When we make promises to ourselves, what makes the difference between success and failure? In this article by the Daily Utah Chronicle, Dr. Lisa Aspinwall looks at New Year's resolutions, which are typically abandoned rather than completed, to find the answer.
Congratulations to Kelsi Rugo and Julia Harris, who have both been selected by the Military Suicide Research Consortium for travel awards to attend research training day at the American Association of Suicidology conference.
Congratulations are in order for Parisa and Robert, both winners of APS Student Grants from the Association for Psychological Science Student Caucus.
Are there benefits to leaving technology behind and reconnecting with nature? Dr. David Strayer, who researches attention, tested this question by looking at differences in brain activity when people took a short break.
Samantha Joel and Brennan Payne have been named Association for Psychological Science Rising Stars for 2017.
University of Utah veteran psychologists AnnaBelle and Craig Bryan have researched and developed suicide-prevention and PTSD treatments with "near-perfect" success rates, as reported in Stars and Stripes magazine.
It's 2018, and many people are wondering what resolutions to make to ensure a happy new year. What advice can we take from psychological research, as well as from the citizens of Norway?
Are romantic matching algorithms possible? Dr. Samantha Joel, relationships researcher, sought to answer this question using advanced machine learning techniques, and what she found may surprise you.
Madison Niermeyer’s poster, titled Reported Expressive Suppression in Daily Life is Related to Lower Executive Functioning and Slower Action Planning Among Older Adults, has been selected by the National Academy of Neuropsychology as a winner of the Student Poster Award.
This year, Brennan Payne joins Liz Conradt and Katie Baucom as members of our faculty accepted to this highly competitive program. Congratulations, Brennan!
Is multitasking a struggle for you? There's a secret to improving productivity, according to an article published in Mic, and it's to focus on one thing at a time.
Dr. David Strayer has lead a study for the American Automobile Association Foundation for Traffic Safety that analyzes in-vehicle technology features in newer cars. His research shows that new car “infotainment” is often too dangerous to safely use...
Lace Padilla, Ian Ruginski and Sarah Creem-Regehr Examine the Effectiveness of Hurricane Visualizations
With the recent hurricanes affecting this country, it is an excellent time to examine how predictions of hurricane movement are communicated to the public.
A recent study by Dr. Samantha Joel, published in Psychological Science and titled "Is Romantic Desire Predictable? Machine Learning Applied to Initial Romantic Attraction", is the basis of a new article in NPR.
In a new story on KSL.com, Dr. Jacqueline Chen uses social psychology to explain the phenomenon of depersonalization, and the effect it has on "mob mentality" behavior on social media.
Samantha’s study, published in Social Psychology and Personality Science in an article titled “Wanting to Stay and Wanting to Go: Unpacking the Content and Structure of Relationship Stay/Leave Decision Processes", focuses on understanding…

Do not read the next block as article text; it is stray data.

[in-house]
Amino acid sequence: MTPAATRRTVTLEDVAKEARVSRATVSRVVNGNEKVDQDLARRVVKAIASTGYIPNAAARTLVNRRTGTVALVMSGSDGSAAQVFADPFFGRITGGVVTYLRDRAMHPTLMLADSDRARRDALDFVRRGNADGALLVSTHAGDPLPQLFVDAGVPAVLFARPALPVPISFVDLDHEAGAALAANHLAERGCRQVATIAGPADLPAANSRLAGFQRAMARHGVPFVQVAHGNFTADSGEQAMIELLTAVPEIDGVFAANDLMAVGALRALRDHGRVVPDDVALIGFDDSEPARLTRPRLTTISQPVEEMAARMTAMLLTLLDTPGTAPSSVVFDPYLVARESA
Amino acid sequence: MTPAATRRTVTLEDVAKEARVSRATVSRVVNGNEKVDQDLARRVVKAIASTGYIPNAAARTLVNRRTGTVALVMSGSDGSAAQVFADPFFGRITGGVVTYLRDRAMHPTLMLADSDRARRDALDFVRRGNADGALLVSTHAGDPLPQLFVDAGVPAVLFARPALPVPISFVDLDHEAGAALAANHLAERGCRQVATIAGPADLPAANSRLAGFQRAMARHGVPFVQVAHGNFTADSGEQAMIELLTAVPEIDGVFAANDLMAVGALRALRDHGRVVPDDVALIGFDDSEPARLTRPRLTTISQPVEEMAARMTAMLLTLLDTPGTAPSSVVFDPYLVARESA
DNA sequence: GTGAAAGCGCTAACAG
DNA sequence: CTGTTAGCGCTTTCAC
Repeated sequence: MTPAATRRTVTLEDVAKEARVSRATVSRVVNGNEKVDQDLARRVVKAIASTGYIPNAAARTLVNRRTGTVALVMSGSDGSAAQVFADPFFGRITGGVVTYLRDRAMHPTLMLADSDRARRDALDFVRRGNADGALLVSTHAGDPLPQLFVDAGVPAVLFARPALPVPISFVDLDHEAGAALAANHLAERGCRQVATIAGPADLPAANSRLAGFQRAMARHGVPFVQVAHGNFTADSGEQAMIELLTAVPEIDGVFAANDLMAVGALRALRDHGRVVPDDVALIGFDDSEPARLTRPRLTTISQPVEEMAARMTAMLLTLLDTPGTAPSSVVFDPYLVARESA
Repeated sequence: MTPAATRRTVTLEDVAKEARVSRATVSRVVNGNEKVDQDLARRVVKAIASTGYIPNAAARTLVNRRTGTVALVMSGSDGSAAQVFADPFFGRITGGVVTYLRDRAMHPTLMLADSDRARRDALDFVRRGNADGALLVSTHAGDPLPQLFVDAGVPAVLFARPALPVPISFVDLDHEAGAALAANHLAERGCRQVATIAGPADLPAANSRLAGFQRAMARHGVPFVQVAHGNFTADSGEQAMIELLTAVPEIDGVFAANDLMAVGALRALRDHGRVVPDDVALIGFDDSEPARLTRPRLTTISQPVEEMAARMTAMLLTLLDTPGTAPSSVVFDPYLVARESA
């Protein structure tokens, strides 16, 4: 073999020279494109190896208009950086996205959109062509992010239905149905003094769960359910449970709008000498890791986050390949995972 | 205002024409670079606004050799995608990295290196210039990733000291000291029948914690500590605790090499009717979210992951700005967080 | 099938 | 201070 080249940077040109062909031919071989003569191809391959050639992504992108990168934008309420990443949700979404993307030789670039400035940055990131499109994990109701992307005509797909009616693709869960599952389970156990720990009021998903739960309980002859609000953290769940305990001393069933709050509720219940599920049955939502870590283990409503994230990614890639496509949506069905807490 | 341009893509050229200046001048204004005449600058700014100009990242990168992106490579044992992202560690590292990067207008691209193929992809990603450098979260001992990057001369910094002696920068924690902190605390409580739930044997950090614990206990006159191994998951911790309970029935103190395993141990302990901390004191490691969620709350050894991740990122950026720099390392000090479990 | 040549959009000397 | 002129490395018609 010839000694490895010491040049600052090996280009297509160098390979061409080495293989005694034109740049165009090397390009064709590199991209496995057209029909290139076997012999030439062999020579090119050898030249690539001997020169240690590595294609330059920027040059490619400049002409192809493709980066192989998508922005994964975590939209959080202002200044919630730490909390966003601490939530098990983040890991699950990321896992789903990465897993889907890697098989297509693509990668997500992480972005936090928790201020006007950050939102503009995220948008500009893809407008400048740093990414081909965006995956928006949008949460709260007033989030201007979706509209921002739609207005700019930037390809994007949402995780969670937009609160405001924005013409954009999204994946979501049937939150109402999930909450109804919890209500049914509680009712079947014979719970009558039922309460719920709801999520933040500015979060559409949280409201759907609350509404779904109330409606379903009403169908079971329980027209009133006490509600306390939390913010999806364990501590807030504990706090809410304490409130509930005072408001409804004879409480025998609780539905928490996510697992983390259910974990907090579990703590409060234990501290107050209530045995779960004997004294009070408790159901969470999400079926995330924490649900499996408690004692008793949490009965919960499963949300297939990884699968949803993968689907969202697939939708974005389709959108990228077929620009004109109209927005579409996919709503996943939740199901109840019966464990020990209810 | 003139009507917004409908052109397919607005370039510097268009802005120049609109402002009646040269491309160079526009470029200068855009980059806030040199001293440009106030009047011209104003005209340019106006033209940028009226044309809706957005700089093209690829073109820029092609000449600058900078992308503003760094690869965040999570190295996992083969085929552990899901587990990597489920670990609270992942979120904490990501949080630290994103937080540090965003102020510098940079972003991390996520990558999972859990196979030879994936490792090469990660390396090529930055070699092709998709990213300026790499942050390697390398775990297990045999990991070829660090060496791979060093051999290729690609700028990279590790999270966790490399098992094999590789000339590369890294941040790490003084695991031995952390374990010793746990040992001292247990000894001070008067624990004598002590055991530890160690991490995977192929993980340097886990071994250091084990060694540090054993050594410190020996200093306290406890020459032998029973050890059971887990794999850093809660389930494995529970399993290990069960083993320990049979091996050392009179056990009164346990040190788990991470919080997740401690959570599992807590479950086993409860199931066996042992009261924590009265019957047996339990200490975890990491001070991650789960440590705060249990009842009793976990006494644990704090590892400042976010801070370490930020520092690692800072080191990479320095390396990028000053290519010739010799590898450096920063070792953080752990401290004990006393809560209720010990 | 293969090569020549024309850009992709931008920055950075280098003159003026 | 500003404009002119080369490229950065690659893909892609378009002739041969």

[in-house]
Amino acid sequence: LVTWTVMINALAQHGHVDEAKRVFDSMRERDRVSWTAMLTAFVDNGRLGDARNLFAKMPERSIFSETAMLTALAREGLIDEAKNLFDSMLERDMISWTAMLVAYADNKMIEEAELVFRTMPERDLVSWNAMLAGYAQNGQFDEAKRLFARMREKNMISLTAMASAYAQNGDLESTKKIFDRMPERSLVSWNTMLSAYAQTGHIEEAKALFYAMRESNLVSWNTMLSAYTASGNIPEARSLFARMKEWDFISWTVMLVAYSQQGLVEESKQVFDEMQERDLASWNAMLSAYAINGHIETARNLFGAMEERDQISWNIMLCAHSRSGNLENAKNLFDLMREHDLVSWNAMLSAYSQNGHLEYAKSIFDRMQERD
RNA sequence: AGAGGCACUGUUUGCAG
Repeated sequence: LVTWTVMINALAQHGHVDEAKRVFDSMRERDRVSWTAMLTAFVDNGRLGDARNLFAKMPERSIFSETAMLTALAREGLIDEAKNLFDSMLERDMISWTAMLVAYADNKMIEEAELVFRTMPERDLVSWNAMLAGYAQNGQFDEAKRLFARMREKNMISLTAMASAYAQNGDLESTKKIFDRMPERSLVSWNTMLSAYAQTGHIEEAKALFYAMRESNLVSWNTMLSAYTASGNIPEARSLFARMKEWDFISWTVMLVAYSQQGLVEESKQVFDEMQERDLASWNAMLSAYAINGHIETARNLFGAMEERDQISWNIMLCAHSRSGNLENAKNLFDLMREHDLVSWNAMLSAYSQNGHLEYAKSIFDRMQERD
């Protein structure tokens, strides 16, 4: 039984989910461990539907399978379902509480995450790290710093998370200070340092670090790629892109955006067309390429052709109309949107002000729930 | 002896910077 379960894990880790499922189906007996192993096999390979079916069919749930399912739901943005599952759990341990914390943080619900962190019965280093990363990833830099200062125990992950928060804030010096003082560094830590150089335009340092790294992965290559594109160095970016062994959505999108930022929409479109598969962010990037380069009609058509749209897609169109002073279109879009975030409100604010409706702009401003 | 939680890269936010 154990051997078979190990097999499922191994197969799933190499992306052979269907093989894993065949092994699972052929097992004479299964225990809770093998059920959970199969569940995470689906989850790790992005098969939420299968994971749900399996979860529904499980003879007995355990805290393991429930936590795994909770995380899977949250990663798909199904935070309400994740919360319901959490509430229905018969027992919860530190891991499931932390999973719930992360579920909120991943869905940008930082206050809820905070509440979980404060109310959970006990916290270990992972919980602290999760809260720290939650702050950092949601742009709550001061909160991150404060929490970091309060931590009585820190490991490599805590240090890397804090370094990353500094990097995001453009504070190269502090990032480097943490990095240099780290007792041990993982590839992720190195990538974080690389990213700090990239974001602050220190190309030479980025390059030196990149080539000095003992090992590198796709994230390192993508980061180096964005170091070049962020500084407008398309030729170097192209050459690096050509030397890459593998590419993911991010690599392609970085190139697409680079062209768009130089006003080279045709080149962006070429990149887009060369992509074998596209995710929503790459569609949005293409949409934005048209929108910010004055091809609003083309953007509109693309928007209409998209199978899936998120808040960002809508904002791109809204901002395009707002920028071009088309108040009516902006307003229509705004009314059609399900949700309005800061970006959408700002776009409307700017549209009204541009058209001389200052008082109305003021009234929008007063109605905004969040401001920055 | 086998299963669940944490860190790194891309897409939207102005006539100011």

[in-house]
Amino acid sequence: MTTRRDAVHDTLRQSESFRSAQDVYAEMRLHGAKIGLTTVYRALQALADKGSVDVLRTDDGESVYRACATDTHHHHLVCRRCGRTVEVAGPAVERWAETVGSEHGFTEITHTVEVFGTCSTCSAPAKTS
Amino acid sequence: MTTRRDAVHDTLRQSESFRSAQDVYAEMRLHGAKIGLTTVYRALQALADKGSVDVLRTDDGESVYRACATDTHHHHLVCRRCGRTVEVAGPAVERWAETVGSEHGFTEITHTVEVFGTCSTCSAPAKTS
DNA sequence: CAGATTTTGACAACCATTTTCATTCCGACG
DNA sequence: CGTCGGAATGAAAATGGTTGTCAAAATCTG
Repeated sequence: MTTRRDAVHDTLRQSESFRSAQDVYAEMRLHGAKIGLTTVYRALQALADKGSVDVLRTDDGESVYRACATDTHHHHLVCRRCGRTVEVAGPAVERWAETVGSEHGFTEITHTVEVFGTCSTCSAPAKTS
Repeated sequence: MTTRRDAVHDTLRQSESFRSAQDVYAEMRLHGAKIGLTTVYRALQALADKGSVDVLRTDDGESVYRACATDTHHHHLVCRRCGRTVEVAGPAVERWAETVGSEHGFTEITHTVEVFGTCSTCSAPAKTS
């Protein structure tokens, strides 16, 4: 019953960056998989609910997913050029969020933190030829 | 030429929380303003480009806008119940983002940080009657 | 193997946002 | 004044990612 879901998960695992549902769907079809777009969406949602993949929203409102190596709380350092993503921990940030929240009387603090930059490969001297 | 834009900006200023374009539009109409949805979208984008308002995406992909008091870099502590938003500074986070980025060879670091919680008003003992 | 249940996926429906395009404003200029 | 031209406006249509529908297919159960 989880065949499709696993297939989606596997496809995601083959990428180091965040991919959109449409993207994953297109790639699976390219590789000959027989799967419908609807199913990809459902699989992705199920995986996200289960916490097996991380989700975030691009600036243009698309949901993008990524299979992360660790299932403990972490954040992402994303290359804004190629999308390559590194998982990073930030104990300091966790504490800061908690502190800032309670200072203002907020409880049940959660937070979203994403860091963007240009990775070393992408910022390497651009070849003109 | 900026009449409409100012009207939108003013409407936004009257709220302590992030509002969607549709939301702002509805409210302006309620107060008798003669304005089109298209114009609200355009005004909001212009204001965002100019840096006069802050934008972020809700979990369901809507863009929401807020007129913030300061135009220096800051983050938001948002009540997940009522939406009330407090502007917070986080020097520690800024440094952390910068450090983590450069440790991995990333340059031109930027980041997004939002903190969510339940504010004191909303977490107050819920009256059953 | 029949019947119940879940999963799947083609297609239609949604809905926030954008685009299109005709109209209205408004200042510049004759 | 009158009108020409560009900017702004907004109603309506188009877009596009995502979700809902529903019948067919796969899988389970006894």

Congratulations to Kristina and Brennan, who have both received Early Career Awards from APA Division 3 (Society for Experimental Psychology in Cognitive Science) in the Human Perception and Performance category for the best papers...
Elisabeth Conradt has been chosen to receive the Kucharski Young Investigator Award from the International Society for Developmental Psychobiology. This award recognizes a promising young investigator in the field of Developmental Psychobiology.
Kelly is researching how newly-developed driver-assist technologies are labeled by manufacturers and understood by consumers as they are brought to market. Using her background in human factors research, she is working…
Bruce was interviewed for Julie Rose's Top of Mind program.
Prof. Ed Diener and his team, in a comprehensive review of studies on subjective well-being, has found that there is a connection between happiness and health in some instances. Prof. Diener is a leading expert on happiness, and he joined Dave in a radio interview recently to talk about these findings.
In a Good4Utah post, Bruce believes children’s survival skills can be enhanced and adapted to learning subjects like math and reading. Understanding how children adapt can help develop better classroom environments.
In an article for Entrepreneur regarding what happy people do and don’t do, David says if you want to be more physically and mentally healthy, you need to spend time interacting with nature. Such interactions produce changes in our brain and in our bodies.
Ed Diener finds that happy people are healthier and live longer. His study findings are published in the journal Health and Well-Being and point to a link between cheerful disposition and improved well-being. See story posted in Daily Mail.com here.
Bruce Ellis’s advice is to find out what is right with children growing up in high-stress environments
The study ”Beyond Risk and Protective Factors: An Adaptation-based Approach to Resilience” is forthcoming in July issue of Perspectives on Psychological Science. They propose that more attention be given to what’s right with children who grow up in high-stress environments so their unique strengths and abilities can be used to more effectively tailor education, jobs and interventions to fit them.
The 2017 winner of the Irwin Altman Outstanding Psychology Faculty Award is Dr. Lisa Aspinwall. Dr. Aspinwall is an internationally-recognized expert in self-regulation and risk perception, conducting groundbreaking work in genetic testing for familial melanoma. Congratulations!